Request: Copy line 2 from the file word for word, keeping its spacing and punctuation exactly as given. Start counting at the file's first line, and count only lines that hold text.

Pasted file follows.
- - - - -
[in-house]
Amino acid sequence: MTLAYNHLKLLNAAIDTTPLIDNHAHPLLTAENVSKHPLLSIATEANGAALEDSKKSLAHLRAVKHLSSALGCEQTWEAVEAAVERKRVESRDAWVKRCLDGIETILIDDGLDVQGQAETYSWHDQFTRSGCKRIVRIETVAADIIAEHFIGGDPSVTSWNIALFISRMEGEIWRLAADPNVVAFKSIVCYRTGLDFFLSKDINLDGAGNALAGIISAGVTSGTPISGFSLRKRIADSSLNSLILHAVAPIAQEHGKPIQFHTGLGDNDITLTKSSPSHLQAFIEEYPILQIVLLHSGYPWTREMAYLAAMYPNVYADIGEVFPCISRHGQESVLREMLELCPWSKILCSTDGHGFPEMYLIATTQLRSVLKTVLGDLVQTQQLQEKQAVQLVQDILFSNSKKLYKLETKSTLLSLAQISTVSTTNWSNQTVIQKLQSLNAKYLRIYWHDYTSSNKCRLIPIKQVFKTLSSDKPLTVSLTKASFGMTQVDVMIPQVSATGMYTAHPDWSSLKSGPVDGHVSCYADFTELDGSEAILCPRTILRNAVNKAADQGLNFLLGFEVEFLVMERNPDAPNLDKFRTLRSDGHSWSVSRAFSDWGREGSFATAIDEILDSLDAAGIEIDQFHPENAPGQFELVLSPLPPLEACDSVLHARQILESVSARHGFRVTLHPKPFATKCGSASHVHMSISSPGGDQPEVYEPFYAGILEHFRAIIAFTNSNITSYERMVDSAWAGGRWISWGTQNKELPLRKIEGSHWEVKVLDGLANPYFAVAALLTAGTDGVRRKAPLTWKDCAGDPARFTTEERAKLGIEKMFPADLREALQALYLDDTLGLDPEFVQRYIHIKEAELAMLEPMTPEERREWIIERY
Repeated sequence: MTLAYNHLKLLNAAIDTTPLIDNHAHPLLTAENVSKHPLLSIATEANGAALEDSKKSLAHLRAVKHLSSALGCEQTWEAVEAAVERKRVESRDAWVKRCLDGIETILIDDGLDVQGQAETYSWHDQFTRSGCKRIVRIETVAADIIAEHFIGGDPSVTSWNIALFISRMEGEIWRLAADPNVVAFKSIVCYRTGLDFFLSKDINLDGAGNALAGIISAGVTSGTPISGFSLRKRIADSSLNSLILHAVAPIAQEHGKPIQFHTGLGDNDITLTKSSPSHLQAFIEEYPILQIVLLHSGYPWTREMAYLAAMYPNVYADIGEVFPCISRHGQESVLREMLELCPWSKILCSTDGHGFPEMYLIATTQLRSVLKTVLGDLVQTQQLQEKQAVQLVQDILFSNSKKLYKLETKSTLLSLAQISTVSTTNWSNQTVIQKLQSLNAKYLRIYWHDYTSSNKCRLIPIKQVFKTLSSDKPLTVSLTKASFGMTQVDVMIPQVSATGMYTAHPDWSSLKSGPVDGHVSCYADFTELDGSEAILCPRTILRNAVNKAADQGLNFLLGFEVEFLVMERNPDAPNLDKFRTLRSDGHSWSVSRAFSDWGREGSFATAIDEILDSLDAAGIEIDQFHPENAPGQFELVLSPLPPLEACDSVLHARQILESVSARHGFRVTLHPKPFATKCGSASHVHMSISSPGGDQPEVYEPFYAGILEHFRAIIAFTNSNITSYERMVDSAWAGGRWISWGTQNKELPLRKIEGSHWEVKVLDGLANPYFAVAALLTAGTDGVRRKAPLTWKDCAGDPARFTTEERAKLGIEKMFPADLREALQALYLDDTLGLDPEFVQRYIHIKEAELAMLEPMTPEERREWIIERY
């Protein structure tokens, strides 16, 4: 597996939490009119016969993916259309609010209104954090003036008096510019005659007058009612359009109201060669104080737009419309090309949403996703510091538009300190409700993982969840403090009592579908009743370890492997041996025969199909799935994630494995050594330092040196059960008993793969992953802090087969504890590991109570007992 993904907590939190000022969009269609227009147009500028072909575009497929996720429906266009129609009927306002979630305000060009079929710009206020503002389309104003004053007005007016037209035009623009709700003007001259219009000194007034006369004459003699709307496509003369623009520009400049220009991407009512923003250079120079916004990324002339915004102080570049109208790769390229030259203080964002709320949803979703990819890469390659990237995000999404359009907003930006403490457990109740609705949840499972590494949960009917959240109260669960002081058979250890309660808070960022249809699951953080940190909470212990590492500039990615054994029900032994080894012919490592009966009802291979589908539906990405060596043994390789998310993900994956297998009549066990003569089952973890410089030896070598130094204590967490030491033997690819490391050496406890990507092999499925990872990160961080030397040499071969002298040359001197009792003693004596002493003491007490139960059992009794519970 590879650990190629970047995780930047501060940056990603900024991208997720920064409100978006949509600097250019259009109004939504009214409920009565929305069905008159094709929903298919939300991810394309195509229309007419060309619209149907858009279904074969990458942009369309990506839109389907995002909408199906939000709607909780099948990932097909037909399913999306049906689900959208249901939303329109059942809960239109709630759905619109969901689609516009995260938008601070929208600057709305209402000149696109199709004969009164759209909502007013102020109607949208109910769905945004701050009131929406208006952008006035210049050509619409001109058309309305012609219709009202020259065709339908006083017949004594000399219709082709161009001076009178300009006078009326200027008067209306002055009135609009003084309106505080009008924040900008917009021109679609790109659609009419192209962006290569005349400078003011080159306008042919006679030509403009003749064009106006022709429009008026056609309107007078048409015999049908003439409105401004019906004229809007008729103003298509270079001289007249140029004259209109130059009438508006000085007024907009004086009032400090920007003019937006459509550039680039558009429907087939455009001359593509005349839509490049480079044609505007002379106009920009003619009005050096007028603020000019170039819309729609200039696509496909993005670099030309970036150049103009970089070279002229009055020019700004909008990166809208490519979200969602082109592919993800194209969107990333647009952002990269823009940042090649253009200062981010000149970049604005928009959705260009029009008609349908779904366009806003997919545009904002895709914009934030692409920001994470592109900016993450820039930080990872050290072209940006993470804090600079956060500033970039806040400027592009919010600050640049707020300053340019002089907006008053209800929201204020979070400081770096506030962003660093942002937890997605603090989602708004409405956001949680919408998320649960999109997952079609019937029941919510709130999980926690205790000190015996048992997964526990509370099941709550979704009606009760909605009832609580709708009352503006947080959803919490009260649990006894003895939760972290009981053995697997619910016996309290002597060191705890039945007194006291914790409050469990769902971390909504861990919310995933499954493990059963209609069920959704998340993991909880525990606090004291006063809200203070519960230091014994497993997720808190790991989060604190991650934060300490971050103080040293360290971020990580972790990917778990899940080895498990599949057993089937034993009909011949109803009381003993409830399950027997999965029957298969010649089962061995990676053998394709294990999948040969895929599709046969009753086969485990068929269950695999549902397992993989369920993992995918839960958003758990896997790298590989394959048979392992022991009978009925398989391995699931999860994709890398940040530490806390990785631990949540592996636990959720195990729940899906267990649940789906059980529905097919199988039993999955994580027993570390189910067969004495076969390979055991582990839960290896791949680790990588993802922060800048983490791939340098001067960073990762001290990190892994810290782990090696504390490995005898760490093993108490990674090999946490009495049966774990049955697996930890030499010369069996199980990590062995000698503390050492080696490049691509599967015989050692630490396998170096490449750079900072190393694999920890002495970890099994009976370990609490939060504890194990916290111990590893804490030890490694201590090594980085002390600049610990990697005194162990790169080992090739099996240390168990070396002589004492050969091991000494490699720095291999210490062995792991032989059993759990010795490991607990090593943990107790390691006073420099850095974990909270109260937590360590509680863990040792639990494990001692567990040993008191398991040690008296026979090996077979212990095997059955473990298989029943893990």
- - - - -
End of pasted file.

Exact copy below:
Amino acid sequence: MTLAYNHLKLLNAAIDTTPLIDNHAHPLLTAENVSKHPLLSIATEANGAALEDSKKSLAHLRAVKHLSSALGCEQTWEAVEAAVERKRVESRDAWVKRCLDGIETILIDDGLDVQGQAETYSWHDQFTRSGCKRIVRIETVAADIIAEHFIGGDPSVTSWNIALFISRMEGEIWRLAADPNVVAFKSIVCYRTGLDFFLSKDINLDGAGNALAGIISAGVTSGTPISGFSLRKRIADSSLNSLILHAVAPIAQEHGKPIQFHTGLGDNDITLTKSSPSHLQAFIEEYPILQIVLLHSGYPWTREMAYLAAMYPNVYADIGEVFPCISRHGQESVLREMLELCPWSKILCSTDGHGFPEMYLIATTQLRSVLKTVLGDLVQTQQLQEKQAVQLVQDILFSNSKKLYKLETKSTLLSLAQISTVSTTNWSNQTVIQKLQSLNAKYLRIYWHDYTSSNKCRLIPIKQVFKTLSSDKPLTVSLTKASFGMTQVDVMIPQVSATGMYTAHPDWSSLKSGPVDGHVSCYADFTELDGSEAILCPRTILRNAVNKAADQGLNFLLGFEVEFLVMERNPDAPNLDKFRTLRSDGHSWSVSRAFSDWGREGSFATAIDEILDSLDAAGIEIDQFHPENAPGQFELVLSPLPPLEACDSVLHARQILESVSARHGFRVTLHPKPFATKCGSASHVHMSISSPGGDQPEVYEPFYAGILEHFRAIIAFTNSNITSYERMVDSAWAGGRWISWGTQNKELPLRKIEGSHWEVKVLDGLANPYFAVAALLTAGTDGVRRKAPLTWKDCAGDPARFTTEERAKLGIEKMFPADLREALQALYLDDTLGLDPEFVQRYIHIKEAELAMLEPMTPEERREWIIERY